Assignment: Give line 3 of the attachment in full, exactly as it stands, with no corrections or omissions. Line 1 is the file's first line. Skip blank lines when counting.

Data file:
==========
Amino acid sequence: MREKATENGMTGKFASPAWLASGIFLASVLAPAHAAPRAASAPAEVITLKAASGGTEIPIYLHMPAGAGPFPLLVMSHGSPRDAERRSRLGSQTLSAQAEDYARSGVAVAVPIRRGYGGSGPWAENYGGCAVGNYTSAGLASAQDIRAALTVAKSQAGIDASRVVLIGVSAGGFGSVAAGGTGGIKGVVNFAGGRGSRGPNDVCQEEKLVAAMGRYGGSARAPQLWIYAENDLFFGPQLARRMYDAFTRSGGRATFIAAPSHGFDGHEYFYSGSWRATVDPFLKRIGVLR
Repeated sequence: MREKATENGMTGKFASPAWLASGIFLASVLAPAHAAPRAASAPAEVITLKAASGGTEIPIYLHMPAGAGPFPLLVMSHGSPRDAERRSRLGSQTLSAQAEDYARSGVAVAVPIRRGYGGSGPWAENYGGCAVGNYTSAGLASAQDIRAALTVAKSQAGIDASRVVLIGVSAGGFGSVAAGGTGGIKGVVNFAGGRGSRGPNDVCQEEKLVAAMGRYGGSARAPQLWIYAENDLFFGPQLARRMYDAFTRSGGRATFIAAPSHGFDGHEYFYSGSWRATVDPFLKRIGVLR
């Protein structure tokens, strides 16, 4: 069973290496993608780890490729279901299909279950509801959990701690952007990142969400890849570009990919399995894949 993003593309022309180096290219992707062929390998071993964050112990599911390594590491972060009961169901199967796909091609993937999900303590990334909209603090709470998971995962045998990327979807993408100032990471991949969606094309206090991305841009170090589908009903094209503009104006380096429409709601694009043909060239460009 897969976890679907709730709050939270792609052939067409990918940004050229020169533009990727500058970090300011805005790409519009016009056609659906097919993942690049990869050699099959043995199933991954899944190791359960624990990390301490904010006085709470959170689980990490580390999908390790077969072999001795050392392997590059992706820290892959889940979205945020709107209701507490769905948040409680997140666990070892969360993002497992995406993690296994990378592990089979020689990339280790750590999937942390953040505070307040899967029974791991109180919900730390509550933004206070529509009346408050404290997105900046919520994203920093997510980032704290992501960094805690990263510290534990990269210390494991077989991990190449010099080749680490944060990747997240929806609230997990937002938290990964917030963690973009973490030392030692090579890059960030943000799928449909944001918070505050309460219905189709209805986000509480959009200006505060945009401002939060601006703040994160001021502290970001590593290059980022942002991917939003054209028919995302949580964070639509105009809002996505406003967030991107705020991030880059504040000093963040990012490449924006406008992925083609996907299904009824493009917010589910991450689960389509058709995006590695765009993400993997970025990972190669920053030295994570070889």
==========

């Protein structure tokens, strides 16, 4: 069973290496993608780890490729279901299909279950509801959990701690952007990142969400890849570009990919399995894949 993003593309022309180096290219992707062929390998071993964050112990599911390594590491972060009961169901199967796909091609993937999900303590990334909209603090709470998971995962045998990327979807993408100032990471991949969606094309206090991305841009170090589908009903094209503009104006380096429409709601694009043909060239460009 897969976890679907709730709050939270792609052939067409990918940004050229020169533009990727500058970090300011805005790409519009016009056609659906097919993942690049990869050699099959043995199933991954899944190791359960624990990390301490904010006085709470959170689980990490580390999908390790077969072999001795050392392997590059992706820290892959889940979205945020709107209701507490769905948040409680997140666990070892969360993002497992995406993690296994990378592990089979020689990339280790750590999937942390953040505070307040899967029974791991109180919900730390509550933004206070529509009346408050404290997105900046919520994203920093997510980032704290992501960094805690990263510290534990990269210390494991077989991990190449010099080749680490944060990747997240929806609230997990937002938290990964917030963690973009973490030392030692090579890059960030943000799928449909944001918070505050309460219905189709209805986000509480959009200006505060945009401002939060601006703040994160001021502290970001590593290059980022942002991917939003054209028919995302949580964070639509105009809002996505406003967030991107705020991030880059504040000093963040990012490449924006406008992925083609996907299904009824493009917010589910991450689960389509058709995006590695765009993400993997970025990972190669920053030295994570070889």